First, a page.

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Argument: No right to impose religious belief in circumcision on child

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Supporting quotations

Somerville, Margaret (November 2000). "Altering Baby Boys’ Bodies: The Ethics of Infant Male Circumcision". 2000. - In my view, the only way to justify the practice would be on the basis of rights to "freedom of conscience and religion" and respect for the religious beliefs of the parents as set out, for example, in the Canadian Charter of Rights and Freedoms. But as the Supreme Court of Canada has ruled in the Sheena B. case, in which, as explained in Chapter 7, the court authorized physicians to give a blood transfusion to a baby who needed it, despite the refusal of this treatment by her Jehovah's Witnesses parents, there are strict limits to what parents may decide with respect to medical treatment of their child on the basis of their freedom of religion and religious belief. They may not withhold medical treatment necessary to protect the child's life or health and they may not inflict harm on their child. Therefore, it is far from clear that the parents' right to freedom of religion would validate infant male circumcision carried out for religious reasons.

The law sometimes allows individuals to refuse to comply with certain laws when compliance would contravene their religious belief. These exemptions are implemented on the grounds of conscientious objection. For example, Quakers, who have a fundamental belief in pacifism and believe that to fight in a war is morally wrong, can be granted exemptions from laws that authorize conscription into the services. But in these cases, the beliefs are those of the person granted the exemption. In the case of infant male circumcision, the parents are using their beliefs to justify an intervention on their child who is not yet capable of holding any similar belief.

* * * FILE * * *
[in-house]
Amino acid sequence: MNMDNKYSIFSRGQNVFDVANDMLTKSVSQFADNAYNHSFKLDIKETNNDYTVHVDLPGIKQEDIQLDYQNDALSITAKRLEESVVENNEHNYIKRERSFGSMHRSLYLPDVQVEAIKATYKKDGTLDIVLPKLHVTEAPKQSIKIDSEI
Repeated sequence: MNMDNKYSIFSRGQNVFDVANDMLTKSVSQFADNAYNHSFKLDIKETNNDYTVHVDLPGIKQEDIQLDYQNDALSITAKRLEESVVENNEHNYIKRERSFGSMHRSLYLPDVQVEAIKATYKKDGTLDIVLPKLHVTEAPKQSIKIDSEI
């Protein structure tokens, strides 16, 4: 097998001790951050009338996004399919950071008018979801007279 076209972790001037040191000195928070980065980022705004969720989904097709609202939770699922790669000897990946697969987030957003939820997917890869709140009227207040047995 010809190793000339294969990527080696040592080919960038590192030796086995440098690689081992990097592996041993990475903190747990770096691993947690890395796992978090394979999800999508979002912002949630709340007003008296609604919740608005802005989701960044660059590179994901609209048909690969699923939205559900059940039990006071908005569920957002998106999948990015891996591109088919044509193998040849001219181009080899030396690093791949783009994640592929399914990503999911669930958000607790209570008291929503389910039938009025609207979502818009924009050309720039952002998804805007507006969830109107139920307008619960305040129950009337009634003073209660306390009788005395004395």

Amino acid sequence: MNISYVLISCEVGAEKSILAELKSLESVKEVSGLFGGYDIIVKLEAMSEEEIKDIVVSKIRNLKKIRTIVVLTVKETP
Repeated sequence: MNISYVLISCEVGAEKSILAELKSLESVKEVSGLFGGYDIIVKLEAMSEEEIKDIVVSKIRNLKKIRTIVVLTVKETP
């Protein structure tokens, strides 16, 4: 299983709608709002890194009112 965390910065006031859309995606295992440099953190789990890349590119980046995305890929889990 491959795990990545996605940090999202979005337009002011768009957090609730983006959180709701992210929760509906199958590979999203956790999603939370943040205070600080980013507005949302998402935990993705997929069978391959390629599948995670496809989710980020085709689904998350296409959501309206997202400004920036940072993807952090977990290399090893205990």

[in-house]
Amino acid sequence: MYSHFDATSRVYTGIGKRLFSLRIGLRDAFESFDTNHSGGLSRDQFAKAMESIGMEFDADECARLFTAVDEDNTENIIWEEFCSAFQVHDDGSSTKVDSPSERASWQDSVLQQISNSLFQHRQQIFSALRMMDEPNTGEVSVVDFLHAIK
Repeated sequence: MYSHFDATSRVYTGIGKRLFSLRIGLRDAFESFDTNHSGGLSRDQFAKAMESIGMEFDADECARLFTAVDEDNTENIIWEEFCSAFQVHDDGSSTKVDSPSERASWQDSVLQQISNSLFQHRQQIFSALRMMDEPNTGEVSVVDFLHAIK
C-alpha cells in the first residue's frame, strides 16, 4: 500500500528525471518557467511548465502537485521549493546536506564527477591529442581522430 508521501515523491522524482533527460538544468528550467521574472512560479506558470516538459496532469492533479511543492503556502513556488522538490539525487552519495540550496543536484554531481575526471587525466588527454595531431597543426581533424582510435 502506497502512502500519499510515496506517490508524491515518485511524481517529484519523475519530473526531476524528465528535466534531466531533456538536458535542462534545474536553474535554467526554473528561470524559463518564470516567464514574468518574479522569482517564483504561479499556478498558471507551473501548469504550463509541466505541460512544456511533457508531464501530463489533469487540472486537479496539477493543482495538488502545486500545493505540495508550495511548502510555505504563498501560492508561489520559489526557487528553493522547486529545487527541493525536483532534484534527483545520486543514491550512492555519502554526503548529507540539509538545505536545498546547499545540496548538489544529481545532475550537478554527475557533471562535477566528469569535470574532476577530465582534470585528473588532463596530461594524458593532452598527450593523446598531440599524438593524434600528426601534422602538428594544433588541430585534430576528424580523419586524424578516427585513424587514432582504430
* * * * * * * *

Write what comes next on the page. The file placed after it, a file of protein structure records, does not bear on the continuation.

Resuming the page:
"Child Health Rights", subtitled "Implementing the UN Convention on the Rights of the Child within the National Health Service", ISBN 0 9525928 00, 1995 (Price) - The right to physical and personal integrity, that is to protection from all forms of inter-personal violence, is a fundamental human right which extends fully to children, who are entitled to special care and assistance.

The Convention [on the Rights of the Child] establishes the right to protection from 'all forms of physical or mental violence, injury or abuse, neglect or negligent treatment, maltreatment or exploitation, including sexual abuse' while in the care of parents and other carers (Article 19); from 'inhuman and degrading treatment and punishment' and unlawful or arbitrary restriction of liberty (Article 37); from harmful traditional practices (Article 24.3), and from all forms of exploitation (Articles 34 and 36). In particular the Convention emphasises that this right to freedom from all forms of violence must be available to all children without discrimination. Forms of violence to children cannot be justified on grounds of; for example, religion, culture or tradition.[1]

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